April 6th 2019


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Articles from this issue:

COVER STORY The NSW election and our incredible shrinking farming sector

SOCIETY The pervasive and pernicious online porn epidemic

CANBERRA OBSERVED Coffers are full but Treasurer will take spending cautiously

OPINION Judge treats Cardinal Pell to a spot of 'open justice'

NATIONAL AFFAIRS NSW Liberals re-election gives a boost to Morrison

ECONOMICS The Great Dragon uncoils all around the globe

INTERNATIONAL AFFAIRS President Donald Trump: an unlikely promise keeper Part 2

REFLECTION On the conviction of Cardinal Pell

FICTION Orange Years: The Japie Greyling Story

TERRORISM Lessons from Christchurch

ASIAN AFFAIRS Xi's imperious play prompts U.S. to repair Asian friendships

YPAT Getting with the program: one young person's story

MUSIC To market, to market, to sell a good song

CINEMA The LEGO Movie 2: Building a world

BOOK REVIEW A template for living alongside the world

BOOK REVIEW Catholic Maryland and early tolerance

LETTERS

POETRY

THE BUDGET Take your tax cuts and be merry, for tomorrow ... is another day

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CANBERRA OBSERVED
Coffers are full but Treasurer will take spending cautiously


by NW Contributor

News Weekly, April 6, 2019

Josh Frydenberg was to deliver his first and possibly last budget as Federal Treasurer on Tuesday, April 2, just after this edition of News Weekly went to print, and it was expected that he would showcase the Coalition’s strongest suit: economic management.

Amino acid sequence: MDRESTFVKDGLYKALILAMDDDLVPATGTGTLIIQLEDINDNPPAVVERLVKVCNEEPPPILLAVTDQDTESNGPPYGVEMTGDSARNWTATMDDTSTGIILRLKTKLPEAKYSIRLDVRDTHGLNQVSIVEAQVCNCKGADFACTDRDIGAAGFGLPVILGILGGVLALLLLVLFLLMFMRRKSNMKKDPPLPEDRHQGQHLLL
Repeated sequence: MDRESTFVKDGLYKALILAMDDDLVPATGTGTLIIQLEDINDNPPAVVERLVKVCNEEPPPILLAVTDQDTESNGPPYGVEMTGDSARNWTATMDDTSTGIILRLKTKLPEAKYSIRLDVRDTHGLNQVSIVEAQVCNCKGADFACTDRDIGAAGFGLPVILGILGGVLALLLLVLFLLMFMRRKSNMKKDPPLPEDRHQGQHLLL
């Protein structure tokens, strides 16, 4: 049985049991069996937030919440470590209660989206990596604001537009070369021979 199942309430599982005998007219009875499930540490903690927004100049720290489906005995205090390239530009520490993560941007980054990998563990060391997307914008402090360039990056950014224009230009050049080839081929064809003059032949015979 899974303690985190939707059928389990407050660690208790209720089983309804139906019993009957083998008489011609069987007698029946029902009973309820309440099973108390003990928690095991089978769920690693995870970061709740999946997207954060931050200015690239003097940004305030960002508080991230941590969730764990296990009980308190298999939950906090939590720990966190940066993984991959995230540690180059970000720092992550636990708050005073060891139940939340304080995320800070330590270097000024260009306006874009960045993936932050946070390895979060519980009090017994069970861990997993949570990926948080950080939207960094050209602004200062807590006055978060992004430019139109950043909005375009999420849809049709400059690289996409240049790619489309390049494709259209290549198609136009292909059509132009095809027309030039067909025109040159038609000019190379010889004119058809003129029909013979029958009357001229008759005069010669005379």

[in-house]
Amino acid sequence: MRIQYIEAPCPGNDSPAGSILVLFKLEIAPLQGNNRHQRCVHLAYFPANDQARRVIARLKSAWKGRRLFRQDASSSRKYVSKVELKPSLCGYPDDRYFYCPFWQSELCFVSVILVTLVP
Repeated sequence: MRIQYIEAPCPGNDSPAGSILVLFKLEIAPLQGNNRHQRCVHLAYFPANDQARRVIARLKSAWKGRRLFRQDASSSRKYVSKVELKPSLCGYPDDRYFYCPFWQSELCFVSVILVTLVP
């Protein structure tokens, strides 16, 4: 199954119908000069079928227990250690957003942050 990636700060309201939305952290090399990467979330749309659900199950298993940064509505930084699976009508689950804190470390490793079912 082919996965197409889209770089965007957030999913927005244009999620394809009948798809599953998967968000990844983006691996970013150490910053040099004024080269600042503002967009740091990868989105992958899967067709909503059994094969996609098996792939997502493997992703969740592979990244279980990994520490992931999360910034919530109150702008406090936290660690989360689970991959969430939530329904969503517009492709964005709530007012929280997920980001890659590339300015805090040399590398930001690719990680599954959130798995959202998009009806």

It was the Government’s last chance to contrast its policies with Labor’s plans to introduce the most radical change to the taxation of investment income in living memory.

The Frydenberg Budget was expected, therefore, to be “fiscally responsible” but also likely to offer modest tax cuts to voters who are feeling cost-of-living pressures and several years of moderate wage growth after the mining investment boom peaked.

It would also almost certainly show a budget that was back in surplus a decade or so after Labor’s extravagant spending splurges in response to the global financial crisis.

With Labor currently strong favourite to win the May election, Treasurer Frydenberg would also have an eye on his own political future. His 2019 Budget will be a measure of his capability as a minister and his economic vision. If the Coalition loses the election, Frydenberg would be a front-runner to be Opposition Leader.

Sadly, however, that vision is not likely to be much beyond the coming term of government.

With small majorities and a recalcit­rant Senate, federal governments (both Labor and Coalition) have had to work in a political straightjacket for more than a decade, which has meant much-needed long-term decision making has been put on the backburner.

This has resulted in a lost decade of political backflips, leadership changes and political acrimony over quite minor issues.

Now, though, Labor is promising radical changes to the tax system, doing away with dividend imputation credits, slashing capital-gains tax concessions, and grandfathering negative gearing.